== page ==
First, some GPS coordinates for you…This is where I’m staying in Phebe (7° 1′ 32.12″N, 9° 33′ 6.67″W). This is where the property is (7° 1′ 12″N, 9° 30′ 25″W).
Second, I have not been able to send emails since the weekend (I can receive fine, but outgoing emails are blocked). My theory is Verizon sees an IP address from Africa and categorizes with those Nigerian-prince-wanting-to-transfer-money spam emails. I’ve done tech support chat with Verizon and did what they told, but no luck. Since I can’t email anyone, I’m appealing via this blog to Kathy and anyone else who might be able to contact Verizon to get this fixed. Here is one of the error messages I get:
I started off today with a nice bowl of oatmeal that I cooked for myself on the propane stove in the kitchen and enjoyed on the screened porch (a nice setting but what you can’t see is how humid it is already!). I bought some supplies in Monrovia, unsure of what I’d find for markets in Phebe. I also brought some maple syrup and honey from the US…the oatmeal was awesome with syrup! I do miss my orange juice, though, so I’ll be in search of some bottled juice at the gas station market. The guesthouse is a bit like camping in an Appalachian Trail hut. There are bathrooms with toilets that don’t flush, bedrooms with bug netting, a kitchen with a camp stove, and a screened area. Power only goes on between 6:30pm and 7:00am, the water only goes on between around 6:30am and maybe noon (otherwise there are buckets filled with water in each bathroom for flushing/bathing), and cooking is on a match-lit propane stove with a rusted burner trivet that almost doesn’t hold the pot. It takes some coordination to remember to charge my phone/computer only at night, shower quickly in the morning since the water may not last, cook before it’s dark during the “dead zone” of 5:30-6:30pm, and hope that a thunderstorm doesn’t knock out the power (like it just did 5 minutes ago…only got 30 minutes of electric tonight). There’s an interesting mix of 110V and 220V outlets that are identical to our US outlet prongs so they have duct tape signs that warn of 220V…luckily I haven’t fried anything yet. Here are photos inside the guesthouse:
There is an older gentleman, Steven, who is the caretaker for the guesthouse I’m staying at and he is available for cooking, washing dishes, cleaning, etc. No offense, Steven, but I spent a good deal of time cleaning around my bathroom before I felt comfortable in there…guys– especially older guys- are “cleaning impaired”. I had taken time in the evening to wash a complete set of dishes, utensils, and pots to my standards and set them aside. Apparently when Steven arrived in the morning, he put them away for me…oops. I’m keeping them in my room now since the utensil draw has spiders crawling around and the cabinets have cobwebs on many of the dishes. Because the kitchen, ironically, isn’t a place I want to store food, you’ll see the small pantry I’ve set up on the shelving unit in my bedroom. Anything that is open or may have an attractive odor to some creature is in a ziploc bag. That’s one of the best things I packed (next time, I’ll bring more).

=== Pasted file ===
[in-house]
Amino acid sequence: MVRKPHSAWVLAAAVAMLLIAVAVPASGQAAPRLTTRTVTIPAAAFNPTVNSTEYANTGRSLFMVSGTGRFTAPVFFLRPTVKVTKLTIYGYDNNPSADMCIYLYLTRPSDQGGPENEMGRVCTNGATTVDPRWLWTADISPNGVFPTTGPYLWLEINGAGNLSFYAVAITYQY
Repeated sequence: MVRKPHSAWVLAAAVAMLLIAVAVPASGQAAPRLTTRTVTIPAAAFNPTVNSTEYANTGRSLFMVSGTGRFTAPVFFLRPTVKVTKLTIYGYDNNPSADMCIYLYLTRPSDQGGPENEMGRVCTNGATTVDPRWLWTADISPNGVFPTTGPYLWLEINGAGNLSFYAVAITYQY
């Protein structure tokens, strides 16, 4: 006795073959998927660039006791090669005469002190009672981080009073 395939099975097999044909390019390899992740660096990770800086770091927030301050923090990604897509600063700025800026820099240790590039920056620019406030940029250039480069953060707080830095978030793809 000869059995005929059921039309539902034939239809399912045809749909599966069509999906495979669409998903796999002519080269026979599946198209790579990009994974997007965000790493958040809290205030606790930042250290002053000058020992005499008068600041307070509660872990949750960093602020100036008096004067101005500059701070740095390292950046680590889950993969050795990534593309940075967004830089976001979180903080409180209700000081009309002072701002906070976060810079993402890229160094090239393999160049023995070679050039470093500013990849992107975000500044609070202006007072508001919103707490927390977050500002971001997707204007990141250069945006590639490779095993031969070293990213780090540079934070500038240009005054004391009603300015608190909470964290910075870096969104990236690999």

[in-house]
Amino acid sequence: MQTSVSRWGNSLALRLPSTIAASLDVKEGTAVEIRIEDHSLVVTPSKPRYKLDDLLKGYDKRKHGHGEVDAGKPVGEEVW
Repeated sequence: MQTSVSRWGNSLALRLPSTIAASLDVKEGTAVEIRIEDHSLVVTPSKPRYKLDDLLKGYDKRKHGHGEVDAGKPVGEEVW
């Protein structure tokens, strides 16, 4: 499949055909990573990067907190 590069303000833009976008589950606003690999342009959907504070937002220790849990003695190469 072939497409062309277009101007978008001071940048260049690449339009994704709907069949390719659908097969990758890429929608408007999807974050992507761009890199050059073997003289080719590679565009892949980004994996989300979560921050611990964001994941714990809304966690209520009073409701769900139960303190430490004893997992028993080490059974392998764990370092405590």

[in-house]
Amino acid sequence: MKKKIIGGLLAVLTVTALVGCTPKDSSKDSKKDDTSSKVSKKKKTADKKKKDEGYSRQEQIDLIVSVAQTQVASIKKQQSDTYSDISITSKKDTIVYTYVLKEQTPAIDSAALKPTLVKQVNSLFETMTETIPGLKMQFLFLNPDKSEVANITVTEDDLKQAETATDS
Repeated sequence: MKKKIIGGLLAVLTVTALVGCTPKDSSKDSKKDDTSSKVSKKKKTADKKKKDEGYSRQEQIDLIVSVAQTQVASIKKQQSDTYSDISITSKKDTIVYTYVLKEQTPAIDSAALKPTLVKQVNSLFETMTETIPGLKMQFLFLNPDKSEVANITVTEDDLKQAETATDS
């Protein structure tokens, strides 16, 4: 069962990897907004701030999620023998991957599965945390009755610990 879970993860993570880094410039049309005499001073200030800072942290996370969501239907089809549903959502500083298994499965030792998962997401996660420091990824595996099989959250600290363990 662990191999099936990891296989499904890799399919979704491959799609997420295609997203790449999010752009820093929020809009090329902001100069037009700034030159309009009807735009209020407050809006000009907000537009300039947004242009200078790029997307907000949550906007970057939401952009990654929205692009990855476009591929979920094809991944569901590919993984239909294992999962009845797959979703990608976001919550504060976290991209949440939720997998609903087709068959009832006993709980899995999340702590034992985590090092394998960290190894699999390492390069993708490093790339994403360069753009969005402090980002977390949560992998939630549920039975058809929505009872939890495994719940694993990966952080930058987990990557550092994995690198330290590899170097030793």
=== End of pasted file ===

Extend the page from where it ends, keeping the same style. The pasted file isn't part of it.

I neglected to share that my driver, Saah, is a 28 year old quiet guy who navigates the potholes very well. He sleeps someplace near my guesthouse and is basically on call for driving me anywhere. I pay for fuel as we go and eventually I’ll be paying him a daily rate. This morning we drove about 5 minutes down the road to Cuttington University so I could check out the only bank ATM near me (I wanted to make sure it actually existed!). Then, on about another 25 minutes due to road construction the St. Mark’s Lutheran Church.
I met with Pastor Weekie, Nathaniel Sumo (they call him an “evangelist” and will be the one we work most closely with for this school project), Jackson Sengbey (council chair), and another gentleman you’ll see in the photo that I can’t recall. We will be getting a good deal of their support including 20-25 volunteers to brush the land and carry building materials in (which is a long walk!). One of the village “mothers” will be cooking and providing water for the work crew. We need a place to store building materials (mostly 350 bags of cement @ 110lbs. each) so they can be transported to the temporary warehouse we need to build first. We drove to a small village, parked the truck and walked through the bush to the property.
Much of the brushing that was done before the January 2014 groundbreaking is overgrown. I took some GPS coordinates and attempted to get some elevations but my iPhone wasn’t much help. The big issue we have in making any progress is getting a road in. With the rainy season, they still don’t seem to work on roads. Not sure how much Sam can do once the brushing is done…and there’s a lot of if to be done. Sam is coming from Monrovia tomorrow to visit the site and talk about our next steps–I hope he sees some steps we can take!